October 2011 Reading List

November 1, 2011

1.  A Million Miles in a Thousand Years by Donald Miller:  I saw this booked recommended in blog circles I frequent.  For the first few chapters I couldn’t imagine why, but when it kicked it, I understood.  Miller re-examines how we live our lives and offers tips for making the story of our lives better and more meaningful.  My only concern is that Miller is able to control much of his story because he is single.  I wonder how he would expect some of this to work when you have to include another person (or more if you have children) into your story-making process.

2.  Dragonsinger by Anne McCaffrey:  This was a reread for about the bazillionth time.

3.  The Girl Who Played with Fire by Stieg Larsson:  This book offers more background information about “the girl with the dragon tattoo” as she becomes a murder suspect.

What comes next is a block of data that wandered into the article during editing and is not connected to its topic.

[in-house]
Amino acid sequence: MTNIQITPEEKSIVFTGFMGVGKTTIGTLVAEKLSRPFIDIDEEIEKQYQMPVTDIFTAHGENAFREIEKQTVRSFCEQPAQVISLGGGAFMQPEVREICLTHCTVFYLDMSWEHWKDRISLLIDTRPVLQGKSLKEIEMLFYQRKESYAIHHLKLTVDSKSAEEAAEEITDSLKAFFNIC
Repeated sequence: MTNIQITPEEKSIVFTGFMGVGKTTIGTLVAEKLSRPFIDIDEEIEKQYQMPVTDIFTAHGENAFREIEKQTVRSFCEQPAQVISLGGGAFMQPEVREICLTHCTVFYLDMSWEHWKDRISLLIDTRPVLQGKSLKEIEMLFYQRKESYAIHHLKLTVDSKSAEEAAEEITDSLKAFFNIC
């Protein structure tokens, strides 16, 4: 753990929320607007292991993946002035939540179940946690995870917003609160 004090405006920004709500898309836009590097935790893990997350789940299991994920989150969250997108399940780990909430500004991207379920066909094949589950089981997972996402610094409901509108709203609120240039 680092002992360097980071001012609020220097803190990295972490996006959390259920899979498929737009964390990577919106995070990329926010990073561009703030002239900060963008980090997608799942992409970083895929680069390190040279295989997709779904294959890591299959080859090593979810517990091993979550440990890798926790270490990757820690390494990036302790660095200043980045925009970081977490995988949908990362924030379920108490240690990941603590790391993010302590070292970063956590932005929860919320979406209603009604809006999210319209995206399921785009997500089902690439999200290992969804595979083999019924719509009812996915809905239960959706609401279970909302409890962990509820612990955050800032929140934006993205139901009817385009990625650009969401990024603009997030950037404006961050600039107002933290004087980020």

4.  The Girl Who Kicked the Hornets Nest by Stieg Larsson:  This is the final book in the Millennium Trilogy.  All three books were published posthumously, and I can’t help wondering if Larsson would have whittled down all of the exposition.  There is supposedly a fourth book of the series that was 3/4 finished by Larsson and may be finished by his

5.  Story Engineering by Larry Brooks:  This book was recommended by Jen at Conversion Diary, and it is a must have for anyone who is considering writing a book.  I’ve been using it to prepare for National Novel Writing Month, and I have learned so much.